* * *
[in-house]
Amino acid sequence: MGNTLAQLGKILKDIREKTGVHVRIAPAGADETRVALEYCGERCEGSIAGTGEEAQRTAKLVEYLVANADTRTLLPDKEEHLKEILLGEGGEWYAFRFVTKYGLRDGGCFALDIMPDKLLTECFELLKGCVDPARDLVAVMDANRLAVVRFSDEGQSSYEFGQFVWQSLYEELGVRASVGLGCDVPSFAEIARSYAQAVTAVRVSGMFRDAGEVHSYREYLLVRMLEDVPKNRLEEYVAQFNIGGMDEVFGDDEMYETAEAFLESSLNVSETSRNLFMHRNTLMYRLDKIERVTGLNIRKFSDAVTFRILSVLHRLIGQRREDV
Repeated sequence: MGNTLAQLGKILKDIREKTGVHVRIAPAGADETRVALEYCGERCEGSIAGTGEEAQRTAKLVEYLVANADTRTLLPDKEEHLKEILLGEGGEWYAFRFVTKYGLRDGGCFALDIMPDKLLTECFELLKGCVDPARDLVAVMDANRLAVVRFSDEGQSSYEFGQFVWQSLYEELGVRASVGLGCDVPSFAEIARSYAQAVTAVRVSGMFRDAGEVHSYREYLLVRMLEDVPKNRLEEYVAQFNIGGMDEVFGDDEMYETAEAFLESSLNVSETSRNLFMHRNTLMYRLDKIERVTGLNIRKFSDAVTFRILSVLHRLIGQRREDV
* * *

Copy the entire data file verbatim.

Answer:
[in-house]
Amino acid sequence: MGNTLAQLGKILKDIREKTGVHVRIAPAGADETRVALEYCGERCEGSIAGTGEEAQRTAKLVEYLVANADTRTLLPDKEEHLKEILLGEGGEWYAFRFVTKYGLRDGGCFALDIMPDKLLTECFELLKGCVDPARDLVAVMDANRLAVVRFSDEGQSSYEFGQFVWQSLYEELGVRASVGLGCDVPSFAEIARSYAQAVTAVRVSGMFRDAGEVHSYREYLLVRMLEDVPKNRLEEYVAQFNIGGMDEVFGDDEMYETAEAFLESSLNVSETSRNLFMHRNTLMYRLDKIERVTGLNIRKFSDAVTFRILSVLHRLIGQRREDV
Repeated sequence: MGNTLAQLGKILKDIREKTGVHVRIAPAGADETRVALEYCGERCEGSIAGTGEEAQRTAKLVEYLVANADTRTLLPDKEEHLKEILLGEGGEWYAFRFVTKYGLRDGGCFALDIMPDKLLTECFELLKGCVDPARDLVAVMDANRLAVVRFSDEGQSSYEFGQFVWQSLYEELGVRASVGLGCDVPSFAEIARSYAQAVTAVRVSGMFRDAGEVHSYREYLLVRMLEDVPKNRLEEYVAQFNIGGMDEVFGDDEMYETAEAFLESSLNVSETSRNLFMHRNTLMYRLDKIERVTGLNIRKFSDAVTFRILSVLHRLIGQRREDV